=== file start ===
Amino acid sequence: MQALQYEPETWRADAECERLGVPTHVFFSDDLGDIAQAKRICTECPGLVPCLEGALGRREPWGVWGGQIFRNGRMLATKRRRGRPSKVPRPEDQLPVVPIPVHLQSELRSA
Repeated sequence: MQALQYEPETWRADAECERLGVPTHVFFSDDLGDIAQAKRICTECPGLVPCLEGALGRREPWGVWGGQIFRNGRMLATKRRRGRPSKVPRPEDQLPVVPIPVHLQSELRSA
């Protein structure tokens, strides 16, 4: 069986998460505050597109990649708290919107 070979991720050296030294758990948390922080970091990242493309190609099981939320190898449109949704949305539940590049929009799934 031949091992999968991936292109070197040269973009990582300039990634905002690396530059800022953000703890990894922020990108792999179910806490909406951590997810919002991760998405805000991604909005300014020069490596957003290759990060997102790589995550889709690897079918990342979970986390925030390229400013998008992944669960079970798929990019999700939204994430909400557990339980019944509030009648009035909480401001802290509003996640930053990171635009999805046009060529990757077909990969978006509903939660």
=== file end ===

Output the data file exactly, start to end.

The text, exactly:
Amino acid sequence: MQALQYEPETWRADAECERLGVPTHVFFSDDLGDIAQAKRICTECPGLVPCLEGALGRREPWGVWGGQIFRNGRMLATKRRRGRPSKVPRPEDQLPVVPIPVHLQSELRSA
Repeated sequence: MQALQYEPETWRADAECERLGVPTHVFFSDDLGDIAQAKRICTECPGLVPCLEGALGRREPWGVWGGQIFRNGRMLATKRRRGRPSKVPRPEDQLPVVPIPVHLQSELRSA
């Protein structure tokens, strides 16, 4: 069986998460505050597109990649708290919107 070979991720050296030294758990948390922080970091990242493309190609099981939320190898449109949704949305539940590049929009799934 031949091992999968991936292109070197040269973009990582300039990634905002690396530059800022953000703890990894922020990108792999179910806490909406951590997810919002991760998405805000991604909005300014020069490596957003290759990060997102790589995550889709690897079918990342979970986390925030390229400013998008992944669960079970798929990019999700939204994430909400557990339980019944509030009648009035909480401001802290509003996640930053990171635009999805046009060529990757077909990969978006509903939660």